Serena is the story of George and Serena Pemberton, newlyweds who are the heads of a large timber empire based out of Boston. The story is set in theSerena is the story of George and Serena Pemberton, newlyweds who are the heads of a large timber empire based out of Boston. The story is set in the depression-era mountains of North Carolina (home sweet home) where the lumber company is now scalping the landscape. Serena is new to the camp after the marriage takes place, but George has lived there long enough to father a child with a local girl named Rachel.
The story is told in a limited third person narrative from the points of view of Pemberton (Mr., not Mrs.), Rachel, and a group of local men who work in the camp cutting down trees.
I've read and watched some interviews with Rash where he notes that Shakespeare's MacBeth was a huge inspiration on this story. There are several nods to the Bard in this book. A few times the "uneducated" camp men make references to his works and Serena is very much a character like Lady MacBeth. The chapters with the workers also mimics the chorus giving us insight on to what was happening outside of the direct action of the story.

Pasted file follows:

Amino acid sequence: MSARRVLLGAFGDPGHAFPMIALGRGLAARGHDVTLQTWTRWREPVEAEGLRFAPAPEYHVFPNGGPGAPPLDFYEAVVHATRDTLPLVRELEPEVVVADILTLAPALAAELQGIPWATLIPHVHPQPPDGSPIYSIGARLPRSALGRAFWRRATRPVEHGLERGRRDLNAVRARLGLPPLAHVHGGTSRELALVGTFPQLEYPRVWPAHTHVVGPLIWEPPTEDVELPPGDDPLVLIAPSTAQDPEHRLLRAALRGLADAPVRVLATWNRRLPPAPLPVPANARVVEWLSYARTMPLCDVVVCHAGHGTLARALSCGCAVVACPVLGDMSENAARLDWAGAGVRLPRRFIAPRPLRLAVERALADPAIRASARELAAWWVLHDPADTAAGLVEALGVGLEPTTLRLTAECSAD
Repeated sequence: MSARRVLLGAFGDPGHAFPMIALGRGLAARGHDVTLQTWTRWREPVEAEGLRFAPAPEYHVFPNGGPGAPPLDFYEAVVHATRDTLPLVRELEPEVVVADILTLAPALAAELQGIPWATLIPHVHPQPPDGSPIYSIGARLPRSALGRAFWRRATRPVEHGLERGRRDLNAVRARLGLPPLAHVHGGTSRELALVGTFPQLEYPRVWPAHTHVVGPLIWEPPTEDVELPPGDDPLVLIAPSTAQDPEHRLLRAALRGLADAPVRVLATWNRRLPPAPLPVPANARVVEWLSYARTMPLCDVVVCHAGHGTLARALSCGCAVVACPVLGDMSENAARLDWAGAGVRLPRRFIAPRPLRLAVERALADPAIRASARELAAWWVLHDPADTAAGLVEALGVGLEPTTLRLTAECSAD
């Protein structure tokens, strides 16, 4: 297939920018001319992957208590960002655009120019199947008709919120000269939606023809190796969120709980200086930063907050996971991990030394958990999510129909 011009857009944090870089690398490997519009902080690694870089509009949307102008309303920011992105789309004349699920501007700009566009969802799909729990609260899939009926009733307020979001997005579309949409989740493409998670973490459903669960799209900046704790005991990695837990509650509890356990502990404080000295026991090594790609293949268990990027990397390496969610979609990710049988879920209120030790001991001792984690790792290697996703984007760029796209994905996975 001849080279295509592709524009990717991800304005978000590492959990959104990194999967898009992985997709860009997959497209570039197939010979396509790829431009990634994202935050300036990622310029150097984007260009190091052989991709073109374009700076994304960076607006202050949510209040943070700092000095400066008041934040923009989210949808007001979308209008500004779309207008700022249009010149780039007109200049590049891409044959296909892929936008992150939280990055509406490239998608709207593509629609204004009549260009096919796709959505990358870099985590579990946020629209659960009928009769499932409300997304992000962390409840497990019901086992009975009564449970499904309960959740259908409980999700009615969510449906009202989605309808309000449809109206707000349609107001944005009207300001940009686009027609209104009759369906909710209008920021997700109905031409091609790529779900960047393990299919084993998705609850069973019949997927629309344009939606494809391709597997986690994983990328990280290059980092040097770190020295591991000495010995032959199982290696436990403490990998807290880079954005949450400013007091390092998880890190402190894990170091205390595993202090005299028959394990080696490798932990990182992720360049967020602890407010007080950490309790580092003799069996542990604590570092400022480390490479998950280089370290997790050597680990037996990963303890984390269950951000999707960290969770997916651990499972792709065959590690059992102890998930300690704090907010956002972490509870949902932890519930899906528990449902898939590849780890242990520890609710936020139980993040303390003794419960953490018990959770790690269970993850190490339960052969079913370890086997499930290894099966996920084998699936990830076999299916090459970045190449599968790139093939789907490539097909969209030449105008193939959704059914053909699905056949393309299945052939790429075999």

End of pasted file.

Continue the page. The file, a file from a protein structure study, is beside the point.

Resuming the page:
The book is heavily layered with many instances of metaphor, symbolism, theme, imagery, etc. There are also a few subplots going on like an altercation with the government that seeks to preserve the land for a national forest and with Rachel's struggle to be a single mother. The characters are highly developed, though I don't know that I would say that they were ever 100% fully developed. The characterization in the book was well done though, and Rash even had the ability to write the land in a way that it became another character in the book.
This is a somewhat lengthy book, in fact one interview I read noted that this was his longest book to date. The action takes its time to unfold, but it is worth the wait. The writing is excellent and Rash has a wonderful way of capturing place in a way that is reminiscent of Faulkner (Serena was a finalist for the PEN/Faulkner award in 2009). Despite the title, this is not a very character-heavy novel, I would say that it is more of a layered allegorical novel with a heavy narrative structure.
I recommend this to fans of historical fiction, fans of North Carolina authors,fans of Faulkner, McCarthy, O'Connor, fans of southern literature in general and readers who prefer more of a narrative than a character-driven plot. 4 out of 5 stars. ...more